Best Outdoor Home Security Cameras for 2024


The Blink Outdoor 4 has an adjustable mount that’s sturdy enough to stay at the right angle.

CNET/Tyler Lacoma

How you power the camera

Outdoor cameras need reliable power. Some users have no problems recharging a battery every several months. Others may want to place cameras in positions where regular recharging is difficult. Wired versions of cameras skip this step but often require existing wiring or electrical work. Then there’s PoE, or Power over Ethernet, which supplies both an internet connection and power at the same time but requires a dedicated Ethernet line. These days, we’re also seeing a growing number of solar outdoor cameras that offer a charging alternative.

All those choices come down to ease of use: We’re looking for cams with reliable power options, excellent battery life, usable solar panels and other home-friendly aspects. The higher the camera is placed and the more power it uses, the more a wired solution becomes important.


Outdoor cams must be weather-resistant, and high-quality versions should be able to handle low temperatures as well.

Video storage and security

What do outdoor cameras do with the video they capture? The two primary choices are cloud storage through an internet connection and local storage through a hub or microSD card. Cloud storage is easy to capture and share but usually needs a subscription and raises privacy concerns when police can request video footage directly from companies. Local storage is more private but much harder to manage when storage starts getting full and needs to be culled. Our list includes options for both, plus choices like the Nest Cam which offers cloud storage for free.

Video encryption is also important to help secure video transfer and access. At this point, we would bring up the latest protocols like Matter and Thread, designed to make smart devices safer and more compatible with different platforms. While this compatibility can help many smart devices, Matter doesn’t support video quite yet, so it won’t apply to most of your data management here.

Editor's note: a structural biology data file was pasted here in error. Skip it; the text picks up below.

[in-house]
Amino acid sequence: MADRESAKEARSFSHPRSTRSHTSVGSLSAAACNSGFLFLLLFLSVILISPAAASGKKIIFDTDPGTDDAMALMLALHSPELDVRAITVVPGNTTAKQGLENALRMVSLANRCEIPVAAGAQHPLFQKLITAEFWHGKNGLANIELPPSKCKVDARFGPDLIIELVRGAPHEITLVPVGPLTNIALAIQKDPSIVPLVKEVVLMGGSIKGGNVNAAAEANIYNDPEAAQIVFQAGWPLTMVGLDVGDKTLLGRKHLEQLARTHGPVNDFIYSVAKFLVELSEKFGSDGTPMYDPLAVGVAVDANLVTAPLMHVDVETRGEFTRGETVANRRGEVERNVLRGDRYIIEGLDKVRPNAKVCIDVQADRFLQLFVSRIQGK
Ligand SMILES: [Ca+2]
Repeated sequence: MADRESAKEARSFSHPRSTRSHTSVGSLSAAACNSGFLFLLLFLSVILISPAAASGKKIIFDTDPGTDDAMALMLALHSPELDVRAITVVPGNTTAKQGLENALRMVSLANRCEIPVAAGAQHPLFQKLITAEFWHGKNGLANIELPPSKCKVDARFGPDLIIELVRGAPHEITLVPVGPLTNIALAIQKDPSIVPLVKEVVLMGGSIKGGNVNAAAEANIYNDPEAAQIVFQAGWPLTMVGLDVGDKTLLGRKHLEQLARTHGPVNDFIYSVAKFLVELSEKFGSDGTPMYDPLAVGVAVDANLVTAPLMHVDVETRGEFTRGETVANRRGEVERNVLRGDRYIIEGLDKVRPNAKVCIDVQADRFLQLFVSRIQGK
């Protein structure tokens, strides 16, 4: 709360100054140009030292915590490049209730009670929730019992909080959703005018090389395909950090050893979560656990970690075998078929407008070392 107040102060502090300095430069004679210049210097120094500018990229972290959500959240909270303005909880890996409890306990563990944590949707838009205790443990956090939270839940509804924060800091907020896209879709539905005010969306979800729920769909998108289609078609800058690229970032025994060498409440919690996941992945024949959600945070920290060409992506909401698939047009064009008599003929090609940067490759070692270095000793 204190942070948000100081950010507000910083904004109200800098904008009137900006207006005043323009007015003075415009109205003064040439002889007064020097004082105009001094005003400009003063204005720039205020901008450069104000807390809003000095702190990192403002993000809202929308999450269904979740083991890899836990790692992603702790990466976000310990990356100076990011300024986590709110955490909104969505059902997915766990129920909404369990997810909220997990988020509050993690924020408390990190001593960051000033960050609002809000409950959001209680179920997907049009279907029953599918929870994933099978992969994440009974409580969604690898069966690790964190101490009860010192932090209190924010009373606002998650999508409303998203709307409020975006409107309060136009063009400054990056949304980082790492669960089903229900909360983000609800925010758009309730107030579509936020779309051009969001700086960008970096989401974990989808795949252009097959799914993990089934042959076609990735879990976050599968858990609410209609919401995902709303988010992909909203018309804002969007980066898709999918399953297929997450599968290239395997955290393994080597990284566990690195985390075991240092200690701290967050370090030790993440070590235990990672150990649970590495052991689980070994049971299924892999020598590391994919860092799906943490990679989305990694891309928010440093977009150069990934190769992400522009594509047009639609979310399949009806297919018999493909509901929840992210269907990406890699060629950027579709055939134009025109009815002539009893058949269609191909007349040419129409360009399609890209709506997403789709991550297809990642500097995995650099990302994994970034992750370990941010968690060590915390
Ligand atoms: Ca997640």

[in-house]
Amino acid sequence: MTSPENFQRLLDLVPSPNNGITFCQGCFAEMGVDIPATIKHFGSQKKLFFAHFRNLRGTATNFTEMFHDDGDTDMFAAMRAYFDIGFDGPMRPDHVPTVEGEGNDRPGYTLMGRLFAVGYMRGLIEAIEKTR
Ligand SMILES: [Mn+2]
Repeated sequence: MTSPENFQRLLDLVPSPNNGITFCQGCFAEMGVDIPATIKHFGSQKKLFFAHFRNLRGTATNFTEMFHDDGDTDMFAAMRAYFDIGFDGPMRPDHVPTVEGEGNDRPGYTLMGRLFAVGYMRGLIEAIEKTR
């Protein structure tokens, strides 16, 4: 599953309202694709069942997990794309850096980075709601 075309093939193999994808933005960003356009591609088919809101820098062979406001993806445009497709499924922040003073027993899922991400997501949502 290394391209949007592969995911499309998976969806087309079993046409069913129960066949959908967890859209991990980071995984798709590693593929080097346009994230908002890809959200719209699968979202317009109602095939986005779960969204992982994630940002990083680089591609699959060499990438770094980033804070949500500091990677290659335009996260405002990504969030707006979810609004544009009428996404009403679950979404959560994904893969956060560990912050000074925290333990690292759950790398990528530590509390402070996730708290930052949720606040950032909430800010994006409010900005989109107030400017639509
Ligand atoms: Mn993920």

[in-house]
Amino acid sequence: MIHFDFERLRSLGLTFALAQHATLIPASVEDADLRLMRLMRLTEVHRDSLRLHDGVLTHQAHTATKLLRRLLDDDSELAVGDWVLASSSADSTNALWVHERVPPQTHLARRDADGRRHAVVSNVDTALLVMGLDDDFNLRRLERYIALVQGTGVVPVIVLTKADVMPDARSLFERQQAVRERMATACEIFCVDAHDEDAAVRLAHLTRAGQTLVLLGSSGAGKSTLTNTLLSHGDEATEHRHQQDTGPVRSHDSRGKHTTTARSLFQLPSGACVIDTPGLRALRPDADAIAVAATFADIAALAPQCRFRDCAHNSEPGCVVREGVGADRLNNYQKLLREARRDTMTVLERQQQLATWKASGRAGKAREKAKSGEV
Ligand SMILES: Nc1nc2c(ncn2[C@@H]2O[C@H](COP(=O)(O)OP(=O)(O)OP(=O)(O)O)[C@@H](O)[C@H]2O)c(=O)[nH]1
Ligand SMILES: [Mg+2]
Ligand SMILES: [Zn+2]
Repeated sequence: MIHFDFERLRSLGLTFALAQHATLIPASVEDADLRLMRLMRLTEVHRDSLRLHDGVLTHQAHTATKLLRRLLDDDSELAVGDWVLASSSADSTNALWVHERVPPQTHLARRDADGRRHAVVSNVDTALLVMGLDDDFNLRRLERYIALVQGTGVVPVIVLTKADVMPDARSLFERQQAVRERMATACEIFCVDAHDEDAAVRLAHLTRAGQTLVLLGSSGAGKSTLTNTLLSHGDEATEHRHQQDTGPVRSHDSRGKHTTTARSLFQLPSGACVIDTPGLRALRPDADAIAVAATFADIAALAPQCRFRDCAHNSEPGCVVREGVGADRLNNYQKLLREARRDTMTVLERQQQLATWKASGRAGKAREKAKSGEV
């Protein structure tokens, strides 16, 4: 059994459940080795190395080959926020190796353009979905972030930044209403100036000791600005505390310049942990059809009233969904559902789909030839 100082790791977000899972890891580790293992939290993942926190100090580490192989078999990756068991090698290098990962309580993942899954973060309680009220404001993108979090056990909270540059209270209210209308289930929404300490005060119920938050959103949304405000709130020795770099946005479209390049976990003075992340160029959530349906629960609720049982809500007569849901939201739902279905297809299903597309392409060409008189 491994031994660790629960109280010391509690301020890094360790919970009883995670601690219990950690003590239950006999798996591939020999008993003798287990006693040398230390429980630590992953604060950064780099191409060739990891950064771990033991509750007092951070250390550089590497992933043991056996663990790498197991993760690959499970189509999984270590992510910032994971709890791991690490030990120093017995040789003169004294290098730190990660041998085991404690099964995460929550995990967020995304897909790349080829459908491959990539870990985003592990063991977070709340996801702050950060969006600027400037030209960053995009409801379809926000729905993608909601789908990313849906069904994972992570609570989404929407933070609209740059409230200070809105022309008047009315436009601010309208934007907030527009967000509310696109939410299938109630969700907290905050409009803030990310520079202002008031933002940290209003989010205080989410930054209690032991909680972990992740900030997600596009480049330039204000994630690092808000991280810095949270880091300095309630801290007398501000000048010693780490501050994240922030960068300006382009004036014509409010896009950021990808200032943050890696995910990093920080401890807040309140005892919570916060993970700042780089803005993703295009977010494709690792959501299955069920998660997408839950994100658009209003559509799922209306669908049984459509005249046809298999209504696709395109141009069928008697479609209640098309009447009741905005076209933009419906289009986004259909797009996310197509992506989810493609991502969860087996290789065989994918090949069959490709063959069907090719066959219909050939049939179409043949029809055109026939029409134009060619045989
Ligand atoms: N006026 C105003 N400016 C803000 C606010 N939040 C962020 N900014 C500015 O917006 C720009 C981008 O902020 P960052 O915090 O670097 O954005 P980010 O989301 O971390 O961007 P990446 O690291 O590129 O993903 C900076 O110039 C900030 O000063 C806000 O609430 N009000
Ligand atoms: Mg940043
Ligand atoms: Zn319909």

Resolution and field of view

A security camera needs high-quality video and imaging to do its job well. The minimum these days is 1080p, and we’re seeing a growing number of 2K and even 4K home security cameras available for greater detail. Don’t go below HD-level if possible. Field of view, while less important, also helps a camera capture as large of an area as possible, which can be helpful when watching the entire front of a home or a whole backyard. About the best we’ve seen here is 160 degrees, but a 130-degree cam can still do well, especially if it’s easy to angle.

Motion detection and recognition

Motion detection both saves on video recordings and helps control adjacent features like spotlights and the important mobile alerts you can get on your phone. It’s typically an automatic feature but made immensely better when a camera has AI recognition capabilities (preferably for free). These help the camera ignore cars, leaves and possibly even animals in favor of humans, or let you choose alerts based on the subject matter. Together, the two features are a powerful mix.

Extra features like two-way audio

Two-way audio can prove helpful if it’s high-quality and the camera is close enough to people to be intelligible. Lighting is a very useful feature on any outdoor camera, which is why around half our list includes lighting of some kind (and all have night vision).